While age may make you more or less prone to depression, lifestyle factors will contribute to depression at any age. Specific lifestyle factors have been proven to be related to depression, reflected in a study of more than 3,400 multiple sclerosis patients conducted over a two-and-a-half-year period. In the study, researchers used a patient health questionnaire to analyze the link between lifestyle and risk of depression. Researchers ultimately found that the following lifestyle changes may help multiple sclerosis patients reduce the risk of depression:
- Low to moderate alcohol consumption or no alcohol consumption
- Being a non-smoker
- Vitamin D supplementation
- Regular exercise
- Use of omega 3 supplements
- Maintaining a quality diet that contains plenty of minerals, nutrients, and vitamins
- No meat or dairy intake
While some of these lifestyle changes may help lower the risk of depression, one should always seek professional treatment as these changes alone may not be sufficient to manage depression symptoms.
In addition to these lifestyle habits, it has been proven that certain social life factors may contribute to the onset of depression. For example, in one study of 449 women between the ages of 18 and 65, researchers found that a lack of intimacy with a spouse, cohabitant, or boyfriend increased a woman’s risk of depression. Also, it has been shown that traumatic life events can increase the risk of depression. In a study published in Psychiatric Research, it’s suggested that the loss of a loved one or other traumatic experiences may lead to depression. However, the influence of these traumatic events on depression symptoms often varies based on the individual.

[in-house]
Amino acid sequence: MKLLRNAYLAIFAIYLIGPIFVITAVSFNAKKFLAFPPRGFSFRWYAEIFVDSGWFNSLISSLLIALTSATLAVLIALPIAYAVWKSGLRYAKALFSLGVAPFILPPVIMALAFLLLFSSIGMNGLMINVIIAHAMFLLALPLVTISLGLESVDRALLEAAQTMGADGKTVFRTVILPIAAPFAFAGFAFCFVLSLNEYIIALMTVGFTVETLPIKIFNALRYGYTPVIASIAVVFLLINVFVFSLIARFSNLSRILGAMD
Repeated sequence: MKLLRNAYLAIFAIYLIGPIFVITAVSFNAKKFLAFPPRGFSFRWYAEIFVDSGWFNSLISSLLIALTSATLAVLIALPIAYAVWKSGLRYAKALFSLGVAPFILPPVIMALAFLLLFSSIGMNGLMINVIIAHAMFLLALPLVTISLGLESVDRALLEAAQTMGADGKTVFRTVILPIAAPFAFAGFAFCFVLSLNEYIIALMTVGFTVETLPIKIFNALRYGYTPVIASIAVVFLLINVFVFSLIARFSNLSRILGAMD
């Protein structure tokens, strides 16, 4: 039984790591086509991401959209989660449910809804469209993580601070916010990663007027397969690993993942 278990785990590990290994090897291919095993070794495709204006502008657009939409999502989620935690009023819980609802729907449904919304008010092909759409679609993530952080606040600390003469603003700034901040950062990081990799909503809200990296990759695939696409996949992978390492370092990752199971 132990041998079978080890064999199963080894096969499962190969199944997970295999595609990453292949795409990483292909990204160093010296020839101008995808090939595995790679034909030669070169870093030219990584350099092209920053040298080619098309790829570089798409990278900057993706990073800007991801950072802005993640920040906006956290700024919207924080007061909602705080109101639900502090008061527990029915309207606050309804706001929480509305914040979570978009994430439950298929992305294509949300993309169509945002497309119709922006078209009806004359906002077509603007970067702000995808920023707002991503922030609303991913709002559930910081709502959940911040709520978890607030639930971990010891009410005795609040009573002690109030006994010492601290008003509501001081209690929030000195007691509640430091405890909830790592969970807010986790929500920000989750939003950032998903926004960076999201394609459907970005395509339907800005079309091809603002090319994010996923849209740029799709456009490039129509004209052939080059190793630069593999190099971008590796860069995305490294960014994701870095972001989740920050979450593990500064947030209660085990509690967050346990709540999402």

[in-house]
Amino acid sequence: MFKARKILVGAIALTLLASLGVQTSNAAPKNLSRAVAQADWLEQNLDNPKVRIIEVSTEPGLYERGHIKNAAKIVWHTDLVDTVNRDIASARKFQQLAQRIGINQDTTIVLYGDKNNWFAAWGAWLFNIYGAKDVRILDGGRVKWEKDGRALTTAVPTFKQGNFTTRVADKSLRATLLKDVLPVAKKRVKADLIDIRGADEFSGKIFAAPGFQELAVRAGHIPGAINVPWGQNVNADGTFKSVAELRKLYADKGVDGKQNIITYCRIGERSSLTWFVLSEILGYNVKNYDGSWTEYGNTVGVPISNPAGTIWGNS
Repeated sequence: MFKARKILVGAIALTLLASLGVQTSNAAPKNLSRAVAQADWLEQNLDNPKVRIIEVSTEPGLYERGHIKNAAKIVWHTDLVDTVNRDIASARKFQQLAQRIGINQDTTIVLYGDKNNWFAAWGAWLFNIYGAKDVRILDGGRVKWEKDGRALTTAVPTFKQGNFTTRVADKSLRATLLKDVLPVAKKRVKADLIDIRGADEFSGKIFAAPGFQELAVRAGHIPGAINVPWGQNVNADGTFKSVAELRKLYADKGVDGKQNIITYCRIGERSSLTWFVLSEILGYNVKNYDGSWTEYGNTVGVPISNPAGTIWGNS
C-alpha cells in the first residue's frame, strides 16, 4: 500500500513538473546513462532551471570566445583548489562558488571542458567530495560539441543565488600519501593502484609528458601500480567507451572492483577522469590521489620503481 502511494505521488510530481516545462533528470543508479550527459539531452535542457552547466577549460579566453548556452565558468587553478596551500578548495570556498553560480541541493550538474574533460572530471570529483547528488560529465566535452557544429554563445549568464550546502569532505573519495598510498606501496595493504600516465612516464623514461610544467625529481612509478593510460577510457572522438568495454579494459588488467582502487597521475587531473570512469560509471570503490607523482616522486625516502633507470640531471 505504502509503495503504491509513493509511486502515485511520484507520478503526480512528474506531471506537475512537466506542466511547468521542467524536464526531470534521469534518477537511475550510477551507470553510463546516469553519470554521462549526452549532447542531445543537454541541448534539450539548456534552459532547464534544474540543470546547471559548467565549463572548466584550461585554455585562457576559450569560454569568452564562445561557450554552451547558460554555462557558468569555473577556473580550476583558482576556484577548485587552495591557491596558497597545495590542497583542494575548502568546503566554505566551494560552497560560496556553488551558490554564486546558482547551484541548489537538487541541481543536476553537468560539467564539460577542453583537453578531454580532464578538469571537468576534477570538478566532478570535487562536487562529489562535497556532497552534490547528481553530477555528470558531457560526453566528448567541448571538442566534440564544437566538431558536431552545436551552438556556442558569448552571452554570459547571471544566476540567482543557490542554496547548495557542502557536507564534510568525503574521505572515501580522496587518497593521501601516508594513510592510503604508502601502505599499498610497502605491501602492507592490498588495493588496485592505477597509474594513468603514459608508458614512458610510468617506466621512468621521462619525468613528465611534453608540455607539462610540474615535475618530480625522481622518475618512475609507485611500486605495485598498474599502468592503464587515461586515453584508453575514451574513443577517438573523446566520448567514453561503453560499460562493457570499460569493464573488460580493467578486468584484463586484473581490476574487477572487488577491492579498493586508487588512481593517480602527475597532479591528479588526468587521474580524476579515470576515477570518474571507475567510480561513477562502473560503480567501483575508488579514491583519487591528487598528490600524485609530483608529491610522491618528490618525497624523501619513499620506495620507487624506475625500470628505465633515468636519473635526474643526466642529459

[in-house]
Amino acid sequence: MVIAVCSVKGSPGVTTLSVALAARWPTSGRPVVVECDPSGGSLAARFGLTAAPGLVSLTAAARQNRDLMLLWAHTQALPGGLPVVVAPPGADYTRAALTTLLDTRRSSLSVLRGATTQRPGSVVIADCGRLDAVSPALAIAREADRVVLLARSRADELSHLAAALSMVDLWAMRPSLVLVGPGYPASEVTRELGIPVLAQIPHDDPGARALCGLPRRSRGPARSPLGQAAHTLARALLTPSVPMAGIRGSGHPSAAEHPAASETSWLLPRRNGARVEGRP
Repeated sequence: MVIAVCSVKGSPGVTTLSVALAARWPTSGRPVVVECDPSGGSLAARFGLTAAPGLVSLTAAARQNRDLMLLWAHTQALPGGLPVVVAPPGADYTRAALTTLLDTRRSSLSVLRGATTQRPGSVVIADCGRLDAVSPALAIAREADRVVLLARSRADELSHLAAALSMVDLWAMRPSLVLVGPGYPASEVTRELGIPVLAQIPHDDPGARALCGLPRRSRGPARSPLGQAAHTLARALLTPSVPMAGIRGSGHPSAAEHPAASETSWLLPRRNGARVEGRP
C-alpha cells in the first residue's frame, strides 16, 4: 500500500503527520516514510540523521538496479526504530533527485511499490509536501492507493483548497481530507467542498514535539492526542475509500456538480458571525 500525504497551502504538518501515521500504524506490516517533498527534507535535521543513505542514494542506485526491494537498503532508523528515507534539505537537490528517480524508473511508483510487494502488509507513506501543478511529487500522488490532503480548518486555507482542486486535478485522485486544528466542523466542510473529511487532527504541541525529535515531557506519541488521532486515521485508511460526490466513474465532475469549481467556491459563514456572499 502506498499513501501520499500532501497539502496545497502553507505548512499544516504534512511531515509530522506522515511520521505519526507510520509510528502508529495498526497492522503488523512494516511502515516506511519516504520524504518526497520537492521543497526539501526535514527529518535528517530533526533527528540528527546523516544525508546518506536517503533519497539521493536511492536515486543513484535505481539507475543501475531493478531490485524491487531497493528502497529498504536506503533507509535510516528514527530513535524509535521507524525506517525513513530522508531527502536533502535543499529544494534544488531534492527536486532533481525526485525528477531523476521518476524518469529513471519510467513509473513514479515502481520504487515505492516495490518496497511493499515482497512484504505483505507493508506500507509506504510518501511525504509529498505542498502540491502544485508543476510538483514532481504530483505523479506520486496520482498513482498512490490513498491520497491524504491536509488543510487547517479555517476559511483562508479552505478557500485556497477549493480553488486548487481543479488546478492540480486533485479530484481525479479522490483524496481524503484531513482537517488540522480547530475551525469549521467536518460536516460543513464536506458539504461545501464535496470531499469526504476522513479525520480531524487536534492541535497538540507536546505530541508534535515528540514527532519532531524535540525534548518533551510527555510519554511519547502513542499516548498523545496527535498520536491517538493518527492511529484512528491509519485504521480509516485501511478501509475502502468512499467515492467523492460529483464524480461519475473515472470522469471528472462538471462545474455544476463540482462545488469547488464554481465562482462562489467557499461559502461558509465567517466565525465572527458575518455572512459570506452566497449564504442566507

How to Treat Depression Symptoms
If you are prone to depression, it is important to seek out professional treatment and find the right therapy that works for you. A doctor or psychiatrist can prescribe antidepressant medications to treat depression symptoms, or you may choose to undergo Cognitive Behavioral Therapy (CBT) or other forms of psychotherapy to help work through your depression symptoms and find effective coping strategies.
At Achieve TMS, we offer cutting-edge transcranial magnetic stimulation (TMS) therapy for severe depression. This form of treatment is FDA-cleared for treating depression and has been shown to be especially effective for treating Major Depressive Disorder or Treatment Resistant Depression. Our team of expert physicians oversee each TMS treatment to ensure patients can safely and effectively treat their depression symptoms. We also provide flexible scheduling, over 21 convenient office locations, and a relaxing and comfortable office environment designed to help our patients achieve their desired results.
The Achieve TMS team is happy to discuss if TMS treatment is right for you. To schedule a free consultation, you can either call or text us at 877-296-5032 or contact us online.